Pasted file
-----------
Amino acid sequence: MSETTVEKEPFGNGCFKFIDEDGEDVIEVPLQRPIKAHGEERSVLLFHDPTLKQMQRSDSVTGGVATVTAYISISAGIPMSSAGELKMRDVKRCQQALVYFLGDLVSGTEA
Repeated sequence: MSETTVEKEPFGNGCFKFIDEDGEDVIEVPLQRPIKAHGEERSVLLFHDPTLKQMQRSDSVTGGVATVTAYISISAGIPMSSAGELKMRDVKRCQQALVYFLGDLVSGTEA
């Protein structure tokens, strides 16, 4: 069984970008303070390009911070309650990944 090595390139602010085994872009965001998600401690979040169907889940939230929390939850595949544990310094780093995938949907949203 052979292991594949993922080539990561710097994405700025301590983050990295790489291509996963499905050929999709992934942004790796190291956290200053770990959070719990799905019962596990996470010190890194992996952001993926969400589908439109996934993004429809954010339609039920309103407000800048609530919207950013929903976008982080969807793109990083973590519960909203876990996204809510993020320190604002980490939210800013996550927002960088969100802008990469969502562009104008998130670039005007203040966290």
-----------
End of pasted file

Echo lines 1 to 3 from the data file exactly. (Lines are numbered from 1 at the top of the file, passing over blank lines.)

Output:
Amino acid sequence: MSETTVEKEPFGNGCFKFIDEDGEDVIEVPLQRPIKAHGEERSVLLFHDPTLKQMQRSDSVTGGVATVTAYISISAGIPMSSAGELKMRDVKRCQQALVYFLGDLVSGTEA
Repeated sequence: MSETTVEKEPFGNGCFKFIDEDGEDVIEVPLQRPIKAHGEERSVLLFHDPTLKQMQRSDSVTGGVATVTAYISISAGIPMSSAGELKMRDVKRCQQALVYFLGDLVSGTEA
């Protein structure tokens, strides 16, 4: 069984970008303070390009911070309650990944 090595390139602010085994872009965001998600401690979040169907889940939230929390939850595949544990310094780093995938949907949203 052979292991594949993922080539990561710097994405700025301590983050990295790489291509996963499905050929999709992934942004790796190291956290200053770990959070719990799905019962596990996470010190890194992996952001993926969400589908439109996934993004429809954010339609039920309103407000800048609530919207950013929903976008982080969807793109990083973590519960909203876990996204809510993020320190604002980490939210800013996550927002960088969100802008990469969502562009104008998130670039005007203040966290």